40 SREL employees get pink slips...but who?

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News 12 at 11, June 18, 2007

AIKEN, SC--- Half of the employees at the Savannah River Ecology Lab are out of a job, but who is out the door is still in question. Now everyone has to sit and wait until the 40 person list is corrected.

Savannah River Ecology Lab's distress call seems to have fallen on deaf ears.

"That's been where all my work has been done, nearly all of it. So yeah, it's my life." says tenured UGA professor Whit Gibbons. He has worked at the Savannah \River Ecology Lab for 39 years.

Now his life's work, and passion, is covered in uncertainty.

Friday, University of Georgia president Dr. Michael Adams sent this three page letter to Department of Energy Secretary Samuel Bodman. In it Dr. Adams says the school had made the very difficult decision to terminate 40 employees and relocate tenured professors like Gibbons back to the University's Athens campus.

A move made in response to the DOE's decision to no longer fund the lab's four and a half million dollar budget.

"It's a terrible thing to find out, and a surprising thing to find out." says Gibbons.

Also terrible and surprising for the lab's other 70 full time employees who now don't know if they are one of the 40 people getting a pink slip.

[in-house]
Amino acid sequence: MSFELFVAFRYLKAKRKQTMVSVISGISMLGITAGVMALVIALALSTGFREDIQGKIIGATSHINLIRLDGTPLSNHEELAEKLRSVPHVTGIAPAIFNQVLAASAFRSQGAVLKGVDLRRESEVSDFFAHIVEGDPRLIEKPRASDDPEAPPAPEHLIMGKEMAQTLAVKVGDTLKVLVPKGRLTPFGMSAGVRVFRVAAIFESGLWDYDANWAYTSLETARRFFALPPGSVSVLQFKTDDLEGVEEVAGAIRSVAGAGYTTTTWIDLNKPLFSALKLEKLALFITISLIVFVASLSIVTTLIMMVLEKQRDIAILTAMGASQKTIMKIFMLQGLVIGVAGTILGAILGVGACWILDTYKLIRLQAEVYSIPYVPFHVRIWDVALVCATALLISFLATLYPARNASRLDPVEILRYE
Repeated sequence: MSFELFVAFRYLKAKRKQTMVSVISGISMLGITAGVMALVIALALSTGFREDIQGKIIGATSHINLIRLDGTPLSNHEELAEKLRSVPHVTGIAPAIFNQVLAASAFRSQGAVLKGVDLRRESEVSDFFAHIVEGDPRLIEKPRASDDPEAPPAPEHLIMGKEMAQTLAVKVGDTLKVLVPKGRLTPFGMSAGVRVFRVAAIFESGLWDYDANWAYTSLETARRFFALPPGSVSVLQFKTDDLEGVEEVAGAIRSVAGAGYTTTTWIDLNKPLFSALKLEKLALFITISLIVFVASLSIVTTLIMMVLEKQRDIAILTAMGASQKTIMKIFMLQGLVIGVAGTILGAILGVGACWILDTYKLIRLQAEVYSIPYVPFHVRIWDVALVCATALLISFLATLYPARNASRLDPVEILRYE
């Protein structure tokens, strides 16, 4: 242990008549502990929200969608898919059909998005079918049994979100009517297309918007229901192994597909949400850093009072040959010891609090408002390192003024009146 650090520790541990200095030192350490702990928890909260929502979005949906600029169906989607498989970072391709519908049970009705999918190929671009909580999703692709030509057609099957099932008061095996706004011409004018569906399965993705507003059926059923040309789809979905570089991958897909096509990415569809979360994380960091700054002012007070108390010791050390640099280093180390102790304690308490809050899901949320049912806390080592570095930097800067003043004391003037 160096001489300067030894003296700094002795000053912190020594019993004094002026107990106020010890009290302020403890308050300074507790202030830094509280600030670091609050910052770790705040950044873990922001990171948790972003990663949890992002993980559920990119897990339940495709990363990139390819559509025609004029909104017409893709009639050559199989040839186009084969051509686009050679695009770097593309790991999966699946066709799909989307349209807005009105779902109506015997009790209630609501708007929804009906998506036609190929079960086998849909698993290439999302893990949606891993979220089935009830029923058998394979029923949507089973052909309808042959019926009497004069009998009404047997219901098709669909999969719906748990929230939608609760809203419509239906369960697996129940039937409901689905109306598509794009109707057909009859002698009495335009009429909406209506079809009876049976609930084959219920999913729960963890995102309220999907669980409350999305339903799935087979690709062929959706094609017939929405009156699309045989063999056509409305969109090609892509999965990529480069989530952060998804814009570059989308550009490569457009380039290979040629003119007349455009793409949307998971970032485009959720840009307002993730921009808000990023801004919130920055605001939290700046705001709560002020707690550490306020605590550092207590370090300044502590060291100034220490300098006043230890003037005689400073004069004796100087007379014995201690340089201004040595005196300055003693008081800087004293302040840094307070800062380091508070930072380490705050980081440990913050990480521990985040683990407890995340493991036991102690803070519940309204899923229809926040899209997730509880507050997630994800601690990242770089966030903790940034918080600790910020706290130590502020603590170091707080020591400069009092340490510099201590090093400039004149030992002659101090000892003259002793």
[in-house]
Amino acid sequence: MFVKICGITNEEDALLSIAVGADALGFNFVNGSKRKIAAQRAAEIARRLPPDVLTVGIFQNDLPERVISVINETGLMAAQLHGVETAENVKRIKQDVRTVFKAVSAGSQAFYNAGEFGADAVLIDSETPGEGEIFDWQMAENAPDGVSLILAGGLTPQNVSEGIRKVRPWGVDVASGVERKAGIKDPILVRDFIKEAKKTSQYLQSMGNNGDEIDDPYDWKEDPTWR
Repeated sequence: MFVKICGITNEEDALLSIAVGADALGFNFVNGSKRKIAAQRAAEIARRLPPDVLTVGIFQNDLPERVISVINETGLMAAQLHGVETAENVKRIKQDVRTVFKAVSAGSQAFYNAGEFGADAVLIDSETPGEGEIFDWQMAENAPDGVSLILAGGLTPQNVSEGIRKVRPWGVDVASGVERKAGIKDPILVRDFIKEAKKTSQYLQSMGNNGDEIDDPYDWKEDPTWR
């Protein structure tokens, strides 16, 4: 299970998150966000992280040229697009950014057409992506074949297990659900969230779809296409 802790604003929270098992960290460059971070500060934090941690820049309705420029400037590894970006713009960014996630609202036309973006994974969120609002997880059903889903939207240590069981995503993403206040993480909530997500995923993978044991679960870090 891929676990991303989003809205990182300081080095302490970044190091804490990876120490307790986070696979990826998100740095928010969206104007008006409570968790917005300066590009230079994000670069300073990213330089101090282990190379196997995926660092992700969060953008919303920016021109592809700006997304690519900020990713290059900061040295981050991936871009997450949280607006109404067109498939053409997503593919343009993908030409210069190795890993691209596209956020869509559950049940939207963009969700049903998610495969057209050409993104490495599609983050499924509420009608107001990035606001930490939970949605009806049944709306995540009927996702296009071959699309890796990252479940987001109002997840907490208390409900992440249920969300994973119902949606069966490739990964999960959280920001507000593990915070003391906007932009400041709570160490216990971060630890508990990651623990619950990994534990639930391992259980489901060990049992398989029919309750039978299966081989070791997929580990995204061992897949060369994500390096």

"I've had people calling me all weekend asking me about if I can tell them who's on the list and i've had to tell them yes there is a list, i've seen it but it's not correct." says SREL's Administrative Financial Director Laura Janecek.

Janecek says the list arrived late Friday afternoon, and about one third of it was wrong. The lab's Co Interim Director Carl Strojan confirms the first list of names from the University were incorrect because it listed some employees who are already resigning and others who are permitted to stay on and finish research projects funded by external grants.

Janecek, who knows for sure she is on the list says employees she's talked to are frustrated. "So you're reading in the newspaper that some people are going to lose their job but you don' t know who, you don't know if it's you, or your friend, or people you work with and we may go to work tomorrow and we still may not know."

Gibbons adds, "It weighs on you sure. People around you losing their jobs. People that do important things."

But Gibbons says despite all the controversy, he's still hopeful that the money will come from somewhere, soon.

Gibbons says employees and professors are still holding onto hope that another school will step in and fund the program. As for the list of terminated employees, the lab has not been told when to expect the correct names.

Under Dr. Adams' proposal, those 40 people will work their last day at the end of the month and the lab will officially close its doors sometime next year.

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